Runco, M. A. 1984. Teachers’ judgements of creativity and divergent thinking. Educational and Psychological Measurement, 46 pp. 375-384.
Runco, M. A. 2014. Parents’ and teachers’ ratings of creativity in children. Journal of social behaviour and personality, 4 pp. 73-83.
Sawyer, R. K. 1997. Pretend play as improvisation. Mahwah, N.J.: L. Erlbaum Associates.
Sethi, R., Smith, D. C. and Park, C. W. 2002. How to kill a team's creativity. Harvard Business Review, 80 (8), pp. 16--17.
Shaw, O. 2013. Graphic design and creativity. Interviewed by Suzanne Moore [radio] 19 Dec 2013.
Strawberry. 2013. Divergent thinking tests. [online] Available at: [Accessed: 22 sep 2013].
Suzanne Moore. 2013. What is 'creativity'?. Interviewed by Suzanne Moore [radio], 21 nov 2013.
Suzanne Moore. 2014. Graphic design: student to industry. Interviewed by Suzanne Moore [radio], 20 jan 2014.
Suzanne Moore. 2013. Process: Creativity test. Interviewed by Suzanne Moore [radio] Leeds.
TED. 2006. Ken Robinson: How schools kill creativity. [video online] Available at: [Accessed: 31 october 2013].
Tierney, J. 2010. Log In - The New York Times. [online] Available at: [Accessed: 5 Jan 2014].
Torrance, E. P. 1970. Encouraging creativity in the classroom. Dubuque, Iowa: W.C. Brown Co.
Vygotsky, L. S. 2004. Imagination and creativity in childhood. Journal of Russian and east European psychology, 42 (1), pp. 7--97.
Wallace, D. B. and Gruber, H. E. 1989. Creative people at work. New York: Oxford University Press.
Wallas, G. 1949. The art of thought. London: Watts.
Witjas, A. 2013. Graphic design and creativity. Interviewed by Suzanne Moore [radio] 18 dec 2013.
Zagorski, N. 2008. Hopkins Medicine Magazine - A Kind of Calling. [online] Available at: [Accessed: 11 Jan 2014].

Wednesday, 22 January 2014

COP3 :Website development

Website :

This is the final outcome for the website it functions as a platform for graphic designers to develop, learn and communicate about creative potential. It is something that you would visit when you suffer a creative block on a brief or just to read an interesting article .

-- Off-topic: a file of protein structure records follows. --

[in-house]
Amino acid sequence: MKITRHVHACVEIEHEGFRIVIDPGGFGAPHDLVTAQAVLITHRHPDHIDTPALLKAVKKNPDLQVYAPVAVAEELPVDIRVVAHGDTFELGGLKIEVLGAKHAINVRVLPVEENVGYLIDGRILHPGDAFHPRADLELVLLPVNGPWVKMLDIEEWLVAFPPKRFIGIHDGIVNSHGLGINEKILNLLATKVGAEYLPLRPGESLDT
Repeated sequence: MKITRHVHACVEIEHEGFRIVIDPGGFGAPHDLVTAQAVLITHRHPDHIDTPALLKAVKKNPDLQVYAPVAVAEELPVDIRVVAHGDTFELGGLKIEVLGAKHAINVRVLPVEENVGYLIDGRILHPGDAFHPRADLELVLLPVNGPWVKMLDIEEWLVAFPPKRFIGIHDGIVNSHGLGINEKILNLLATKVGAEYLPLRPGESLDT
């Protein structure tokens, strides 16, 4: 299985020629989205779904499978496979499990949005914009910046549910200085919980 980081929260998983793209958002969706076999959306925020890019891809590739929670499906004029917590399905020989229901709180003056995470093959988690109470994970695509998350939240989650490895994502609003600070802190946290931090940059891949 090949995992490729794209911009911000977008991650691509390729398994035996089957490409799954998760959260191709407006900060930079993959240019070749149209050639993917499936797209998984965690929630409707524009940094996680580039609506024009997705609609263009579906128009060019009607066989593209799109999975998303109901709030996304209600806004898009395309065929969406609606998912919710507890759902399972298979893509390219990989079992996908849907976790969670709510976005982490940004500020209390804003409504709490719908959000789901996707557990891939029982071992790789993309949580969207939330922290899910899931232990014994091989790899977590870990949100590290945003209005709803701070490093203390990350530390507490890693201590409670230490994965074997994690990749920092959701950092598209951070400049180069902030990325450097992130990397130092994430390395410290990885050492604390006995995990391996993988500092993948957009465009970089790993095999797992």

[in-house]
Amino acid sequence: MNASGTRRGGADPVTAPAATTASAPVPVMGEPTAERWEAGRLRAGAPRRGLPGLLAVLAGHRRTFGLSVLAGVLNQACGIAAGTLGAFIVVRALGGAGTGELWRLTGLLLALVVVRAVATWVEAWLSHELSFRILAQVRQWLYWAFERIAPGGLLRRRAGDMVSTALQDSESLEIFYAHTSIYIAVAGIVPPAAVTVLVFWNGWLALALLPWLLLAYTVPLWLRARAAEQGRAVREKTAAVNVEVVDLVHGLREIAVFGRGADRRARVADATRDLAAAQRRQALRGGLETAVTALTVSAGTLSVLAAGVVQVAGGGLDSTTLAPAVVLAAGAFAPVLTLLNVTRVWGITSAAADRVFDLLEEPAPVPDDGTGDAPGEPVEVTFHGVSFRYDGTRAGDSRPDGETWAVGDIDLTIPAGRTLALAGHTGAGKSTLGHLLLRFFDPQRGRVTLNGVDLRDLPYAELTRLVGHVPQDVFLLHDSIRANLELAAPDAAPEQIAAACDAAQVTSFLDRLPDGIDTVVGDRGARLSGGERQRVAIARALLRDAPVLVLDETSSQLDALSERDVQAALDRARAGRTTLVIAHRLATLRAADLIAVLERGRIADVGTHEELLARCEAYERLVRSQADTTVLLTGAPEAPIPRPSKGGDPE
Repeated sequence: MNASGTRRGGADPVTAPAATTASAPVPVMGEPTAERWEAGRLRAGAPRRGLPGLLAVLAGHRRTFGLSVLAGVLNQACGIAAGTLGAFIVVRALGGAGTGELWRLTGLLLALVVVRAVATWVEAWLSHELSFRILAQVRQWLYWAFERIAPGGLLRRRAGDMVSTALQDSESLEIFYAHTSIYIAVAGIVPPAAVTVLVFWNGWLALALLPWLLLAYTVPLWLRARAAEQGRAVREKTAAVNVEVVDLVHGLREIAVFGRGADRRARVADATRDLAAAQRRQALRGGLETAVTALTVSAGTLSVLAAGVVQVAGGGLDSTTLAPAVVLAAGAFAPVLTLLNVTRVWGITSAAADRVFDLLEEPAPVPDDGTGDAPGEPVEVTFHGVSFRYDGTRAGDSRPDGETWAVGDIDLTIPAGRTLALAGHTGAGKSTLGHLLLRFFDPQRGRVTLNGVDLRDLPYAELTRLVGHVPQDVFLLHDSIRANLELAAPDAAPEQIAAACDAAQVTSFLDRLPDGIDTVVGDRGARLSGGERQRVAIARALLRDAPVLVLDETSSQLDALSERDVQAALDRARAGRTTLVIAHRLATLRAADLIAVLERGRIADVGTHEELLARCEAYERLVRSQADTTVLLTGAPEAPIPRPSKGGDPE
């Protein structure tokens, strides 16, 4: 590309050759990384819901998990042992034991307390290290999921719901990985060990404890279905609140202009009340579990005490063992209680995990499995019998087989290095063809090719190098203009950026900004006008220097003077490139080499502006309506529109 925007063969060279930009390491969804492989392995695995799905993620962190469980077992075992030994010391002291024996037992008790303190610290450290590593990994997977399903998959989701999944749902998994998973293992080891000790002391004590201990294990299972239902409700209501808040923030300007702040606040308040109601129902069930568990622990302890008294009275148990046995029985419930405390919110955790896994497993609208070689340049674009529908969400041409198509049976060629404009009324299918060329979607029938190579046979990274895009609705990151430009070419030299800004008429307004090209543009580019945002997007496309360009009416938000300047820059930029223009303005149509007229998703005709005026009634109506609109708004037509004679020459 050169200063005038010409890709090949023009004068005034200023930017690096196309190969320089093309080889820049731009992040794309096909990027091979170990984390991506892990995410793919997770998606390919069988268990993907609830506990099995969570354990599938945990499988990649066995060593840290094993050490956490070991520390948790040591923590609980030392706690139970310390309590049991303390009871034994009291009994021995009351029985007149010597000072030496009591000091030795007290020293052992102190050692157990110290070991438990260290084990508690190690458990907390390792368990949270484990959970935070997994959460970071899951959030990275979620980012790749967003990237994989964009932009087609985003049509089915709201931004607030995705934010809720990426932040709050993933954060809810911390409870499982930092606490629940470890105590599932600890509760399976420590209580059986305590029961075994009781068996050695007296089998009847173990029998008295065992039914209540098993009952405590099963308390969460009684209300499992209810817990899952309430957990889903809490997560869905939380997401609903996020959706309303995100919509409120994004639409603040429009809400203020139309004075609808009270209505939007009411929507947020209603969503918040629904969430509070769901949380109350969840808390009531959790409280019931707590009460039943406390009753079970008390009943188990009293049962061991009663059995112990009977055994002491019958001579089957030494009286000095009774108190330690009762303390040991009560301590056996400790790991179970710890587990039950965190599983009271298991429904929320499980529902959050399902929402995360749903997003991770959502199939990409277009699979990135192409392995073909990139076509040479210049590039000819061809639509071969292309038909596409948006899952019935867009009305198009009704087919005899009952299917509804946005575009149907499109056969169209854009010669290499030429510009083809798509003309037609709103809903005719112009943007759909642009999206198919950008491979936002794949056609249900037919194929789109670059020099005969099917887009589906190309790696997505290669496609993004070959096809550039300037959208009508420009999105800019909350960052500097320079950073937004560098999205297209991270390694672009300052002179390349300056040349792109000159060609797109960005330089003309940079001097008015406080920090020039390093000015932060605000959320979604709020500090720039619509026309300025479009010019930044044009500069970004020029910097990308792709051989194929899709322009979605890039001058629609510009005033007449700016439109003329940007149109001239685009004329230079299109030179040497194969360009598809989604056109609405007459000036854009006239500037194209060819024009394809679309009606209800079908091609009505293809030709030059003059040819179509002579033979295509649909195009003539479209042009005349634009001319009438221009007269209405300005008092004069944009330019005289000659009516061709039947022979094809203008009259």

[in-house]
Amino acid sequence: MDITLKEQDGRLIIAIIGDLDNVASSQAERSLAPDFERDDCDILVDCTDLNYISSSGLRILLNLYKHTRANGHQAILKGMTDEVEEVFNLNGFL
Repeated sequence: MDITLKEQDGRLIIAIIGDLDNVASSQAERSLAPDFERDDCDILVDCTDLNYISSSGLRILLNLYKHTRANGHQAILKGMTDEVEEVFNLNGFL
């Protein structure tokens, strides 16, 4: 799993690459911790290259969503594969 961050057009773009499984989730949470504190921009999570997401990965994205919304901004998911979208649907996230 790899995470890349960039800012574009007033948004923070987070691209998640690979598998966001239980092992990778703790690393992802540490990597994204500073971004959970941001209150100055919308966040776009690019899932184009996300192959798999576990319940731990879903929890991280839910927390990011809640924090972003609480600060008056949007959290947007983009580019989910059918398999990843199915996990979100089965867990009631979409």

the pictures act as the navigation opening to each of the pages which will feature different things take for example 'the work it out' image links to the graphic design work out video that people can join in with to unblock there creative problem.  

Other features are interviews with Graphic designers around the subject of creative potential within graphic design and the process they uses when approaching a brief.

I am happy with how the website has worked out it all works visually as a set but also houses information that I think would be useful for a graphic designer to know. It would be updated regulary so that it is current and exciting and would hold the interest of the the audience. 

COP3: Process booklet

Pictures of process booklet

These are photographs of the finished process creativity tests, the question booklet and answer booklets  printed and filled in. I have already evaluated the this pieces of primary research in a previous post but thought it would be beneficial to show photographed documentation of the booklets.

Tuesday, 21 January 2014

COP3 : design development


These are the resolved cover designs for the magazine (right) and book (left) I am happy with how they have turned out and feel that they work well in the range but are different enough to be recognisable as one or the other but enough the same so that people will know they are part of the same range 'illumination'.


Magazine editorial layout:

This is the format I am going to for my magazine layout. I want there to be lots of white space on the page so that the text does not feel overpowering. I want this magazine to be an easy but interesting read that allows the brain to think and wonder.

Bellow is how the layout works when filled in with images. I experimented with adding more visuals to the introduction page to the graphic design but I don't think it works as well as the simpler layout as in the right and bellow image the text has more room to breath and makes it easier to look at when reading.


As the start of each interview is very basic I want to showcase the work of the graphic designer on the next spread, so that the interview can be put into the context of the work of the designer.

The layout will follow systematic rules such as the width between each image, and the placing of the designers name and website. This will add a coherent fluidity to the magazine. To stop the spreads for each designer looking to similar and repetitive I will use different sized and formated images.